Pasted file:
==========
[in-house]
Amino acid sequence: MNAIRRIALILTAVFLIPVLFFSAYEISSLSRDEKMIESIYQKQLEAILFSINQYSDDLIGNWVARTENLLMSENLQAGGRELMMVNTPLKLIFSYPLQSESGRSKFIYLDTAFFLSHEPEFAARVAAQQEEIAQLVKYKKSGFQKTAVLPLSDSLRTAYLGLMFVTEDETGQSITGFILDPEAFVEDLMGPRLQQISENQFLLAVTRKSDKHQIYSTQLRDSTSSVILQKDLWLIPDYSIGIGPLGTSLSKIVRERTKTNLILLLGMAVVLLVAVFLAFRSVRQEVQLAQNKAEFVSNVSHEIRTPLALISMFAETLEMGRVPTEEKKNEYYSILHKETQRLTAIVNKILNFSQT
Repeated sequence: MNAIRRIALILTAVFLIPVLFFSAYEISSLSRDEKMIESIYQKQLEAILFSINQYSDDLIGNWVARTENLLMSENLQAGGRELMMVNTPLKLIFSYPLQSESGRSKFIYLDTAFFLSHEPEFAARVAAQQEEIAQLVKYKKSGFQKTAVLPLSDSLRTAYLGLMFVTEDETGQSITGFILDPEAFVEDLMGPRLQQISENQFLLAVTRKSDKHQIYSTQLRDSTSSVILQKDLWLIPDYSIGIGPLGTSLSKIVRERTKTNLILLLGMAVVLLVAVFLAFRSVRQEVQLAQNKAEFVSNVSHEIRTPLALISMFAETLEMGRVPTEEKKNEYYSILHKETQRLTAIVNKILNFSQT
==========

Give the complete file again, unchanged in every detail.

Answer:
[in-house]
Amino acid sequence: MNAIRRIALILTAVFLIPVLFFSAYEISSLSRDEKMIESIYQKQLEAILFSINQYSDDLIGNWVARTENLLMSENLQAGGRELMMVNTPLKLIFSYPLQSESGRSKFIYLDTAFFLSHEPEFAARVAAQQEEIAQLVKYKKSGFQKTAVLPLSDSLRTAYLGLMFVTEDETGQSITGFILDPEAFVEDLMGPRLQQISENQFLLAVTRKSDKHQIYSTQLRDSTSSVILQKDLWLIPDYSIGIGPLGTSLSKIVRERTKTNLILLLGMAVVLLVAVFLAFRSVRQEVQLAQNKAEFVSNVSHEIRTPLALISMFAETLEMGRVPTEEKKNEYYSILHKETQRLTAIVNKILNFSQT
Repeated sequence: MNAIRRIALILTAVFLIPVLFFSAYEISSLSRDEKMIESIYQKQLEAILFSINQYSDDLIGNWVARTENLLMSENLQAGGRELMMVNTPLKLIFSYPLQSESGRSKFIYLDTAFFLSHEPEFAARVAAQQEEIAQLVKYKKSGFQKTAVLPLSDSLRTAYLGLMFVTEDETGQSITGFILDPEAFVEDLMGPRLQQISENQFLLAVTRKSDKHQIYSTQLRDSTSSVILQKDLWLIPDYSIGIGPLGTSLSKIVRERTKTNLILLLGMAVVLLVAVFLAFRSVRQEVQLAQNKAEFVSNVSHEIRTPLALISMFAETLEMGRVPTEEKKNEYYSILHKETQRLTAIVNKILNFSQT